Beta-Blockers and Peyronie’s Disease

What is a beta-blocker?

Anyone who has looked for a cause of Peyronie’s disease will eventually read about a drug called a beta-blocker.   I will not bore you with the technical aspects of the chemistry and physiology of beta-blockers, but only what might be important to you as someone who suffers with PD.

Beta-blockers are prescription drugs used to treat a wide variety of conditions, but most often heart-related disorders like abnormal and irregular heart rhythms, chest pain, and the immediate symptoms of a heart attack, as well as to lower the heart rate and reduce the force of heart contraction.  They are available in tablet, liquid and injection forms.  Beta-blockers can also be used to treat migraine headaches, social phobias, hypertension, muscle tremors related to anxiety and/or an overactive thyroid gland. Timolol is a particular beta-blocker that is prescribed as an eye drop, used in the glaucoma treatment since this beta-blocker reduces the pressure of fluid inside the eye. Beta blockers have been called "the musicians underground drug" because they can be used for performance anxiety.

Some of the more popular beta-blockers and their brand names are: acebutolol (Sectral), atenolol (Tenormin), bisoprolol (Zebeta), metoprolol (Lopressor, Lopressor LA, Toprol XL), nadolol (Corgard), and timolol (Blocadren).

Inderal is perhaps the most commonly prescribed beta-blocker.  This beta-blocker affects the heart and circulation particularly well.  It is frequently used to treat hypertension (high blood pressure), heart rhythm disorders, tremors, angina (chest pain), and other heart or circulatory conditions. It is also used to treat or prevent heart attack, and to reduce the frequency and severity of migraine headaches.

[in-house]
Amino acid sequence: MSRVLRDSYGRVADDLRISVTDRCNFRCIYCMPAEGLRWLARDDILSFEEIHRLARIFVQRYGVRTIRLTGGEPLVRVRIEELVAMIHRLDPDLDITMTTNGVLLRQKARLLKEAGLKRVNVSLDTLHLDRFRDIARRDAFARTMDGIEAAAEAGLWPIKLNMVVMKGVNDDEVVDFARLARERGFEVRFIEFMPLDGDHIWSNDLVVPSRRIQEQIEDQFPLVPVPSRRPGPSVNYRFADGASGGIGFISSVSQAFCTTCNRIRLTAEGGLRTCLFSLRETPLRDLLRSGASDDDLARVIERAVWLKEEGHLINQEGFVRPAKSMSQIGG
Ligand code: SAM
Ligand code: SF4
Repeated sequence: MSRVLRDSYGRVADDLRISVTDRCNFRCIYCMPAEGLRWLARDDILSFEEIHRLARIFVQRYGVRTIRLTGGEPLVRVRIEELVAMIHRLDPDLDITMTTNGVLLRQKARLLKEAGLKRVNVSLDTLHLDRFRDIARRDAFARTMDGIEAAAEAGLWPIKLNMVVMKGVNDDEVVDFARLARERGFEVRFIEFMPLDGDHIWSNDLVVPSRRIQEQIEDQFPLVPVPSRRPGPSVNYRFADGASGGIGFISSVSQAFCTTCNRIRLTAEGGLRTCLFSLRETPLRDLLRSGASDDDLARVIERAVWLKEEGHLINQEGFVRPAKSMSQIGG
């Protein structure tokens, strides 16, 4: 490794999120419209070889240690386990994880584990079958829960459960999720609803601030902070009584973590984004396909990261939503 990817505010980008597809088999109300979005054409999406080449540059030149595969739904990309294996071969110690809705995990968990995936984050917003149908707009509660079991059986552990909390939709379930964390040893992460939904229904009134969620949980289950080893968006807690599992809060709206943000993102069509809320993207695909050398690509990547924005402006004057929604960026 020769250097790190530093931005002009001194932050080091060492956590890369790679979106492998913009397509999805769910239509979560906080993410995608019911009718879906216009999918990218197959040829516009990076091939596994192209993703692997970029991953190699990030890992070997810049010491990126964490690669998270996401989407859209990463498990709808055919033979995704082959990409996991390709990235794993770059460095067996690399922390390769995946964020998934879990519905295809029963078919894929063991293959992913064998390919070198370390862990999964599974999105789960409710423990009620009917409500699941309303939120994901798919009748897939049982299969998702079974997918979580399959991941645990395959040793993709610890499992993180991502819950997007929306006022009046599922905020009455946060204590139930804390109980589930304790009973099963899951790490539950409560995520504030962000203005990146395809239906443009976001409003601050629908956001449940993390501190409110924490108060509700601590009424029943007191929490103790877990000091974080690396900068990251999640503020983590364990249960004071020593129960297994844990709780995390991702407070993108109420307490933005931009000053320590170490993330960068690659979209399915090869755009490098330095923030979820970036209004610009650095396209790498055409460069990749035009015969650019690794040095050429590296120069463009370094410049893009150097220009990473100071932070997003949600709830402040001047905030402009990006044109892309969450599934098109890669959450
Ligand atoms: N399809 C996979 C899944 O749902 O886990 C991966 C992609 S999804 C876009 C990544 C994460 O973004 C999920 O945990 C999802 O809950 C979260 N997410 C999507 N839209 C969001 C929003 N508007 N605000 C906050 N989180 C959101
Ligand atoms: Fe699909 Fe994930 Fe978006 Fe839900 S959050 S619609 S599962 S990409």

If you have taken a medication for any of these problems you might have taken a beta-blocker and were not warned about it.  This might be worth checking out.

If you know you have taken a beta-blocker in the past and now have Peyronie’s disease, this might be a possible explanation for your PD and you might want to discuss this with the doctor who prescribed it for you.

If you are currently taking a beta-blocker you need to know that this category of medication should not be stopped suddenly, since this can bring about an attack of the original condition – sometimes more severe than the original problem – plus a rapid and dangerous rise of the blood pressure.  If beta-blocker use should be stopped or reduced, this should only be done under close medical supervision.  The best way to continue your Peyronie’s disease treatment is to keep your doctor informed and aware of what you are doing with Alternative Medicine.  You should try to get him or her to be a part of your natural Peyronie’s disease treatment.

Peyronie’s disease connection to beta-blockers

All beta-blocker drugs list Peyronie's disease as a possible side effect.  This association has been borne out in communication with men in my work with the Peyronie’s Disease Institute.